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8 Easy Ways to Extend Post-Event Engagement

By Andrea Driessen, Chief Boredom Buster, No More Boring Meetings

Your last event was a resounding success—everyone returned to work energized, educated and ready to do their best work. Buzz around the “water cooler” was high for weeks.

Now what? How do you extend event engagement—long after the meeting? How do you get more “bang from your engagement buck”—without spending a lot more time, effort and….well….bucks?

With these easy, post-event engagement enhancers:

1. The Stories of Success

Meeting participants are exposed to a wide range of tools and ideas, with the assumption they will apply them at work. Yet even in a hyper-connected organization, the ways in which individuals and teams use concepts is often left unshared.

You can easily boost application of the learning by intentionally creating a forum in which employees may share their success stories. Employee success stories can be shared:

  • in an actual success story book
  • via printed and framed stories on a Wall of Fame
  • online and offline
  • verbally and in writing
  • during team meetings

Whatever mode you use, you readily give everyone the means to share what’s working for them (and what’s not). After all, success breeds more success—but only when shared openly.

2. Why not a Wiki?!A wiki is simply a knowledge base–Wikipedia is the most well-known example. Wikis are a natural way to build and share content among meeting attendees. Encourage participants to build their own wikis, before during and/or after an event, based on what they learn. Wikis deliver a two-fold benefit: ongoing learning AND more engagement. If you can use Microsoft Word, you can build a Wiki. Try WikiSpaces.com – it’s free.

3. Meeting in a Box Post event, send attendees back to work with Meeting Engagement Extenders in a Box. Based on your industry and goals, these can include:

  • DVDs with a range of short trainings they can play during team meetings to extend concepts discussed at your larger event
  • Game shows and quizzes that test retention and build on core meeting education
  • Ask us for a customized Meeting in a Box for your team

4. The Gifts that Keep on Giving

Your fundraiser brought an entire community together to fiscally and emotionally support your mission. Now 1000s are benefiting from the gifted funds and resources. Keep that energy, buy-in and belief going with:

  • A phone tree in which every donor is thanked in real time within a day of the event
  • A handwritten thank you note from individual beneficiaries to individual donors, describing how they have been personally touched by the fundraising efforts. (naturally, keep clients’/recipients’ names anonymous, if needed)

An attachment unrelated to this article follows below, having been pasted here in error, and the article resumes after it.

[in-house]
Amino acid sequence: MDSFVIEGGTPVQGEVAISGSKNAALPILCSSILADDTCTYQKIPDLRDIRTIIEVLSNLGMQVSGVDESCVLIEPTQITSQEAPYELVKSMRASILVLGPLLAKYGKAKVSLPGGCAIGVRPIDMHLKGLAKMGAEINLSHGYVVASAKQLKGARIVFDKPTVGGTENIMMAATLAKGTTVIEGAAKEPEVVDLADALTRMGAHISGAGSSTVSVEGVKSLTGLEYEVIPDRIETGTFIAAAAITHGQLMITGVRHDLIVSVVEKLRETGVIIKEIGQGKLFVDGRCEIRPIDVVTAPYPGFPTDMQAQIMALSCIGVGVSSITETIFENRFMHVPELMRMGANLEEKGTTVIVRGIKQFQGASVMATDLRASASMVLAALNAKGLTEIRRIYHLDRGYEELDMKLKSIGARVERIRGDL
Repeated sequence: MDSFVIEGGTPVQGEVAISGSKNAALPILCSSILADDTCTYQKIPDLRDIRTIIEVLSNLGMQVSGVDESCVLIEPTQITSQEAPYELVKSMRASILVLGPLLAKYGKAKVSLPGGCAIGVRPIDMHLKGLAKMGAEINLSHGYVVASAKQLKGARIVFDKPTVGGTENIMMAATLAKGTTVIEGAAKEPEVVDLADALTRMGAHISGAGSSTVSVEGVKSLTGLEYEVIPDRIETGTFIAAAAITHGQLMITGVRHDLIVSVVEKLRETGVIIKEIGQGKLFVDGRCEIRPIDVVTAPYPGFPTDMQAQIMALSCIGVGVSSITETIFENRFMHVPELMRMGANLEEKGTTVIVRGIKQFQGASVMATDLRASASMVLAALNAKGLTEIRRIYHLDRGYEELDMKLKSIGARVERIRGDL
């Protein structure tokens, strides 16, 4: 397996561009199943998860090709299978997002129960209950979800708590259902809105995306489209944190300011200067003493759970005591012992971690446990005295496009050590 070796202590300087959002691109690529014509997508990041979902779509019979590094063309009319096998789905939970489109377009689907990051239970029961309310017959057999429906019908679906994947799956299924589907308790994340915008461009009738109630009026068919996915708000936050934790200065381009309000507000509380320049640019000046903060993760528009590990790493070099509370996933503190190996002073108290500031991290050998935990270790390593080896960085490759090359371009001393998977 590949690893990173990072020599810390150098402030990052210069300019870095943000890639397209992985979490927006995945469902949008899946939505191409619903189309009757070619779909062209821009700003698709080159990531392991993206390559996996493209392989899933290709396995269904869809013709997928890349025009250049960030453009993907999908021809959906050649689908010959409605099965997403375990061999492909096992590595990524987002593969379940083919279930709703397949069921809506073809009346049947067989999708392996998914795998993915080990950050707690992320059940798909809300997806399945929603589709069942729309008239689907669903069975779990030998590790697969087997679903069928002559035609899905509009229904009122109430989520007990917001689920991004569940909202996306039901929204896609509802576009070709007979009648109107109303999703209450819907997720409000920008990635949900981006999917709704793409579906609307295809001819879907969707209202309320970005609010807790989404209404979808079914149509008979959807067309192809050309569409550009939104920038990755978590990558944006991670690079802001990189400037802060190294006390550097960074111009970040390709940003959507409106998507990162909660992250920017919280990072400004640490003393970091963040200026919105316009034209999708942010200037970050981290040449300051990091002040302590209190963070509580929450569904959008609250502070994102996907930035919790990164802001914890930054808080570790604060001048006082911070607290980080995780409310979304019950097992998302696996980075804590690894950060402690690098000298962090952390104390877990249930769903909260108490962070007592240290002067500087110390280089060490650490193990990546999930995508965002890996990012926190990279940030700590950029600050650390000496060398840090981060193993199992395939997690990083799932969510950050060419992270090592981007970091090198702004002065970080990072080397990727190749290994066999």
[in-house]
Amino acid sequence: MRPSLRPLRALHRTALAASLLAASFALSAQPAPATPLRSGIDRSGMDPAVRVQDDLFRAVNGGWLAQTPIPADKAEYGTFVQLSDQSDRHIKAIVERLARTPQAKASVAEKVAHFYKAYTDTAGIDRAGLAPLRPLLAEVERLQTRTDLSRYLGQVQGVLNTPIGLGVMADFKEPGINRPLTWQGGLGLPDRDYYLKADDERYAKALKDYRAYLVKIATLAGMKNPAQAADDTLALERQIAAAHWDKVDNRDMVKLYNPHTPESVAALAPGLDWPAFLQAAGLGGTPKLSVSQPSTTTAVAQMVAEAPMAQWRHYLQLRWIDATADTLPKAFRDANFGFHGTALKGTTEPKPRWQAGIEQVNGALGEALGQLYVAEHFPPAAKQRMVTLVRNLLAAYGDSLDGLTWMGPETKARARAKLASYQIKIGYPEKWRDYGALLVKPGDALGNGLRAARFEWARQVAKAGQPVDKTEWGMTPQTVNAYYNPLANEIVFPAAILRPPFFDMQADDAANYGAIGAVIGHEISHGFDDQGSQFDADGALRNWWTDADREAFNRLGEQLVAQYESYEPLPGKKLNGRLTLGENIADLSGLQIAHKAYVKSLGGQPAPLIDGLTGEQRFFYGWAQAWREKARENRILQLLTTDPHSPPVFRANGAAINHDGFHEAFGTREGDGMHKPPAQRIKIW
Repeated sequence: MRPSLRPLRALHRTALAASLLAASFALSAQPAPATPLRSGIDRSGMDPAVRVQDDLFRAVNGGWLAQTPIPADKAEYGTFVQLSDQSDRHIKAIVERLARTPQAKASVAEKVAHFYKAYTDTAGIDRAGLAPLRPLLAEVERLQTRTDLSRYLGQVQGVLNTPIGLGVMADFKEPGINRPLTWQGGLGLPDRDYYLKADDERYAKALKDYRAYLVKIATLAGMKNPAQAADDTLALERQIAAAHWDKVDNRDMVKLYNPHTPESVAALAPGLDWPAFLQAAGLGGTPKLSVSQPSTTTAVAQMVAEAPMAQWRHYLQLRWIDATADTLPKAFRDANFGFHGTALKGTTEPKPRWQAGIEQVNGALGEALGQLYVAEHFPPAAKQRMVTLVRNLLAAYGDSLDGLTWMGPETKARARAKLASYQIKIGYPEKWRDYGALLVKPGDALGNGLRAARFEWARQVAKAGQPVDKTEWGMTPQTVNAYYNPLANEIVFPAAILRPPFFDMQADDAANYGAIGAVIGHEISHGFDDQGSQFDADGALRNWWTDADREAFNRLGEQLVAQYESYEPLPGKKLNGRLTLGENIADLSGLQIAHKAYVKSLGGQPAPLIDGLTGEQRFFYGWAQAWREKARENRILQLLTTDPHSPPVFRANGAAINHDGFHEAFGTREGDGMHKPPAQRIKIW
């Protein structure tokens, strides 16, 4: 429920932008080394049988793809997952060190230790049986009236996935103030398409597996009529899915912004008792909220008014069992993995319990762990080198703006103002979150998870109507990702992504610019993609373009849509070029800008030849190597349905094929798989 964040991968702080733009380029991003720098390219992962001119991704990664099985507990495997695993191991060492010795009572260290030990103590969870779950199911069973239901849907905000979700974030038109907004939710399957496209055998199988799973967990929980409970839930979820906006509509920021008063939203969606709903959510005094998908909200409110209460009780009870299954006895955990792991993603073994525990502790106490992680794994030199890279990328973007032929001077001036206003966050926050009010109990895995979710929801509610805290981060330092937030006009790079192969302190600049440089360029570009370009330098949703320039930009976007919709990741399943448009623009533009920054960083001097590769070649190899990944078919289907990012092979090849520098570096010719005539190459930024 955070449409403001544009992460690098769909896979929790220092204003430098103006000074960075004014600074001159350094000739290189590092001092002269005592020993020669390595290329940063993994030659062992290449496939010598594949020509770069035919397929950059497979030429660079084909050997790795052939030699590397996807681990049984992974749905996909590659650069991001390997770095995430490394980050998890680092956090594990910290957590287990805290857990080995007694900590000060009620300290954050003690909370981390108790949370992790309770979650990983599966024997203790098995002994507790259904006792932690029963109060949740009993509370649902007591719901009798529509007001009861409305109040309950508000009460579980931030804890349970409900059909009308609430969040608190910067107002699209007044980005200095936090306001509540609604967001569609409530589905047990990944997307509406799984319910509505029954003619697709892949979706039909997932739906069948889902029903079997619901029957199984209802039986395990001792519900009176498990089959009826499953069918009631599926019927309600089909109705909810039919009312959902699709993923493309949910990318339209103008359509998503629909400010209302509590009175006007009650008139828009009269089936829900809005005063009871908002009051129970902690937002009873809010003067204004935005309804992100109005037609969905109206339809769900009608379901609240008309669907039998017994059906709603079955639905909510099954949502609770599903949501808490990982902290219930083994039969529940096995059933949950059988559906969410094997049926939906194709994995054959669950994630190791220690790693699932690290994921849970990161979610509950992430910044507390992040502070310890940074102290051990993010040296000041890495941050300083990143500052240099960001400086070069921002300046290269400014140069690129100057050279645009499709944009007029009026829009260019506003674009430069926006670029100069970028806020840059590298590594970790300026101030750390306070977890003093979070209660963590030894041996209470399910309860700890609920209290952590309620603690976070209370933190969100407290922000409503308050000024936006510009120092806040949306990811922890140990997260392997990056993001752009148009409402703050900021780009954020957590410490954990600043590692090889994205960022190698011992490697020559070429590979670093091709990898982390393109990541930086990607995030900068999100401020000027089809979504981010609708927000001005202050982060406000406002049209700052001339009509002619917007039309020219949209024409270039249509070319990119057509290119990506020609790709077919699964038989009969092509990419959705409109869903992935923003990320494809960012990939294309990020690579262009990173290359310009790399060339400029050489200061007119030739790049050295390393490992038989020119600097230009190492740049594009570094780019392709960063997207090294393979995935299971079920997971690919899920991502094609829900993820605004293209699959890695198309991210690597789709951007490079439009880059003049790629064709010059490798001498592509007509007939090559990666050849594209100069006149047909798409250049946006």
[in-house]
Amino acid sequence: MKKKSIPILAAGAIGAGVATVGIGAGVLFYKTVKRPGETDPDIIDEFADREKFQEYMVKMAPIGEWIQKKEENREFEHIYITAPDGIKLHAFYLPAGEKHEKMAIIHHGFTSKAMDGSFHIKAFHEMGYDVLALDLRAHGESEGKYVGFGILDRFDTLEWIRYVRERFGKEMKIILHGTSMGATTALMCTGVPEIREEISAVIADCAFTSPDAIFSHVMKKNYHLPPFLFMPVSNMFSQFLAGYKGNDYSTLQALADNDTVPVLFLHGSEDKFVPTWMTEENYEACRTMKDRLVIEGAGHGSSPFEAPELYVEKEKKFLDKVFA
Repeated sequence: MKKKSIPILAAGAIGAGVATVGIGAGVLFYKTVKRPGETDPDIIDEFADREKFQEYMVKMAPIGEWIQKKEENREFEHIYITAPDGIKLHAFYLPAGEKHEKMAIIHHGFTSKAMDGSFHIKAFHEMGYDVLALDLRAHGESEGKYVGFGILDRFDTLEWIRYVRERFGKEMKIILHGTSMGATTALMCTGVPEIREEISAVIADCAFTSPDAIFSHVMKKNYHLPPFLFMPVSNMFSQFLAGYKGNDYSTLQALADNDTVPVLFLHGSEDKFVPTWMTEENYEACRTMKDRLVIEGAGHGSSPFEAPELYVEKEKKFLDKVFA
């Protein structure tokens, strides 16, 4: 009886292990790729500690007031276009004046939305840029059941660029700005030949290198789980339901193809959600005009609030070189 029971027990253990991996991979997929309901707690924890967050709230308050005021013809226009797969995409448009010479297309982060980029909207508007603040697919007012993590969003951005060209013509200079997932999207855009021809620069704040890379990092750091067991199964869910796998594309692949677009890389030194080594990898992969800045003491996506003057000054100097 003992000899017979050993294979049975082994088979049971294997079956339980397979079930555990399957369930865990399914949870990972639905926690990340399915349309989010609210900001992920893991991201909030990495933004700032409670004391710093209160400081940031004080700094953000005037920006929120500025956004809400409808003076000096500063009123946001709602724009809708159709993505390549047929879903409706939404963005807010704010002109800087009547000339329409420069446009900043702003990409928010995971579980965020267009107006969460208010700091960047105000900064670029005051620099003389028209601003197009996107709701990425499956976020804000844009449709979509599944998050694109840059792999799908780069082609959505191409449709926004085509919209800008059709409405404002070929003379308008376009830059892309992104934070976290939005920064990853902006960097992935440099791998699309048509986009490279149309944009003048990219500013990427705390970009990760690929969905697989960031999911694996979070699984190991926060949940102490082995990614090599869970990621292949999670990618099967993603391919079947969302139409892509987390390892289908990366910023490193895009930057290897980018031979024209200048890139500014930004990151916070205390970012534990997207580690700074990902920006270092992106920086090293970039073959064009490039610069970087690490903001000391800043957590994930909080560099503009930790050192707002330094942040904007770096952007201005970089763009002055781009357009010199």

• An added line to donation cards, reading “My wish for this organization is _________. “ Using this input, create a word cloud or some other visual of all  wishes. This tree-like image can then become a vision for future fundraising efforts, a volunteer recruitment tool and a vibrant symbol of the value your organization’s efforts create in the community.


5. The Sound of Music Music and memory are natural partners. Somewhat freakishly, we can often remember an entire set of song lyrics…even from junior high. When your work force is faced with the need to memorize complex information—material that would normally be taught over the course of a longer meeting—set some of it to music.

  • Maybe people need to learn and memorize a brand promise, an organizational mission or a customer service strategy in the weeks after your event. Our Team will write and produce a custom-written song, and all the lyrics will feature your key content. The tune can be posted on an intranet as a downloadable song or MP3, or burned on a “[Your Company’s] Greatest Hits” CD, played at smaller departmental meetings, and/or sung into everyone’s voicemail to spread the word. This is extremely memorable, affordable and easy to execute. Get an entire work force to memorize a boatload of information in a short time, and extend the engagement long after the live event ends.

6. Read Best Sellers—and Foster Better Sellers!

Perhaps a well-known author has spoken at your event or sales kickoff. Boost revenue and keep buzz alive by starting a book club, so everyone is reading and discussing a book written by your headlining speaker. Increase learning and intimacy even more by integrating a 20-minute talk from your keynoter via www.TED.comthousands of topics and thought leaders are available here at no cost.

7. Open Up to Open Space

Open Space is a free, self-directed, scalable meeting format. You can integrate one into your live meeting, and/or at work after the meeting. Open a Space to this method of engagement, and you’ll generate an enormous amount of useful data, input, and ideas from any sized group.

8. Post-Program Pair-Up This format can be used immediately after speakers or trainers complete their programs at your live event.

  1. Have the audience: A. Find a partner. B. Discuss what goal you will each reach in the next 60 days that’s related to the just-delivered education–and, presumably, to your organizational mission. C. Record the goal—and each other’s contact information—on paper or in a PDA. D. Commit to supporting each other in reaching these goals in the next two months. E. If your audience is small, take everyone’s commitments to an even higher level: Invite everyone to the mic to state their goal with the whole group. After all, committing to a target in public means you’re all the more likely to meet it.

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